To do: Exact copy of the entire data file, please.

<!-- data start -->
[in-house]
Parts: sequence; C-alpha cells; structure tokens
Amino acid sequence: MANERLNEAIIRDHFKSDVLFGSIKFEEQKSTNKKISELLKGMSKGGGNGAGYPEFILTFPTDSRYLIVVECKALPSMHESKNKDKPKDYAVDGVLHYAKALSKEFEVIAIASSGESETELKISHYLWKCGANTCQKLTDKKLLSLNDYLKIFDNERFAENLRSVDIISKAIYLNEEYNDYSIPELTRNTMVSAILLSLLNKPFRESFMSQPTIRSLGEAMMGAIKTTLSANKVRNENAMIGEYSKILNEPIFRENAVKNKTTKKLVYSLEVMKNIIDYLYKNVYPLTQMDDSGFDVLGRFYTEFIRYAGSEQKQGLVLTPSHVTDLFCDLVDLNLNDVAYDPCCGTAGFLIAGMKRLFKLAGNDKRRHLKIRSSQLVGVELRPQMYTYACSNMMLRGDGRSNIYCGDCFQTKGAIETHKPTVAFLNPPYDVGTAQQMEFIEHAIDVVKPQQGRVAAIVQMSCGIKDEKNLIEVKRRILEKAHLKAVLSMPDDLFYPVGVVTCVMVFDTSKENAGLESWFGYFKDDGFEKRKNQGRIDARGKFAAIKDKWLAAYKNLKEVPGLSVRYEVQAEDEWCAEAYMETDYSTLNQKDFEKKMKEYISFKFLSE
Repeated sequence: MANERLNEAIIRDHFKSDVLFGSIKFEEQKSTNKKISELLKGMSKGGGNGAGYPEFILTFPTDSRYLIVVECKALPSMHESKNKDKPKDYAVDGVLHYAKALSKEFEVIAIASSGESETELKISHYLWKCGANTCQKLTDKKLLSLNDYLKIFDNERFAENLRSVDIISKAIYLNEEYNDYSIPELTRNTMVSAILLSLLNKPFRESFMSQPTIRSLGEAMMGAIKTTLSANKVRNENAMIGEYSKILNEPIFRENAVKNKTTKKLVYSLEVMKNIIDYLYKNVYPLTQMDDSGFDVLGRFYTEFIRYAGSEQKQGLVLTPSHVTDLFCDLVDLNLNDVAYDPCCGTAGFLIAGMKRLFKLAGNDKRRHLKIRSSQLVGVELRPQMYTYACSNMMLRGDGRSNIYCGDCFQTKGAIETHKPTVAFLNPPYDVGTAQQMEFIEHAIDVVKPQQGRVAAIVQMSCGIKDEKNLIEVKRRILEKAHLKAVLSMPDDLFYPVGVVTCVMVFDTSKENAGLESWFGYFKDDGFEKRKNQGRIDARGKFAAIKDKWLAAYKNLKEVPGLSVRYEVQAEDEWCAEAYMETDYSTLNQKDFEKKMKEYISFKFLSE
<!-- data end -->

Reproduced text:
[in-house]
Parts: sequence; C-alpha cells; structure tokens
Amino acid sequence: MANERLNEAIIRDHFKSDVLFGSIKFEEQKSTNKKISELLKGMSKGGGNGAGYPEFILTFPTDSRYLIVVECKALPSMHESKNKDKPKDYAVDGVLHYAKALSKEFEVIAIASSGESETELKISHYLWKCGANTCQKLTDKKLLSLNDYLKIFDNERFAENLRSVDIISKAIYLNEEYNDYSIPELTRNTMVSAILLSLLNKPFRESFMSQPTIRSLGEAMMGAIKTTLSANKVRNENAMIGEYSKILNEPIFRENAVKNKTTKKLVYSLEVMKNIIDYLYKNVYPLTQMDDSGFDVLGRFYTEFIRYAGSEQKQGLVLTPSHVTDLFCDLVDLNLNDVAYDPCCGTAGFLIAGMKRLFKLAGNDKRRHLKIRSSQLVGVELRPQMYTYACSNMMLRGDGRSNIYCGDCFQTKGAIETHKPTVAFLNPPYDVGTAQQMEFIEHAIDVVKPQQGRVAAIVQMSCGIKDEKNLIEVKRRILEKAHLKAVLSMPDDLFYPVGVVTCVMVFDTSKENAGLESWFGYFKDDGFEKRKNQGRIDARGKFAAIKDKWLAAYKNLKEVPGLSVRYEVQAEDEWCAEAYMETDYSTLNQKDFEKKMKEYISFKFLSE
Repeated sequence: MANERLNEAIIRDHFKSDVLFGSIKFEEQKSTNKKISELLKGMSKGGGNGAGYPEFILTFPTDSRYLIVVECKALPSMHESKNKDKPKDYAVDGVLHYAKALSKEFEVIAIASSGESETELKISHYLWKCGANTCQKLTDKKLLSLNDYLKIFDNERFAENLRSVDIISKAIYLNEEYNDYSIPELTRNTMVSAILLSLLNKPFRESFMSQPTIRSLGEAMMGAIKTTLSANKVRNENAMIGEYSKILNEPIFRENAVKNKTTKKLVYSLEVMKNIIDYLYKNVYPLTQMDDSGFDVLGRFYTEFIRYAGSEQKQGLVLTPSHVTDLFCDLVDLNLNDVAYDPCCGTAGFLIAGMKRLFKLAGNDKRRHLKIRSSQLVGVELRPQMYTYACSNMMLRGDGRSNIYCGDCFQTKGAIETHKPTVAFLNPPYDVGTAQQMEFIEHAIDVVKPQQGRVAAIVQMSCGIKDEKNLIEVKRRILEKAHLKAVLSMPDDLFYPVGVVTCVMVFDTSKENAGLESWFGYFKDDGFEKRKNQGRIDARGKFAAIKDKWLAAYKNLKEVPGLSVRYEVQAEDEWCAEAYMETDYSTLNQKDFEKKMKEYISFKFLSE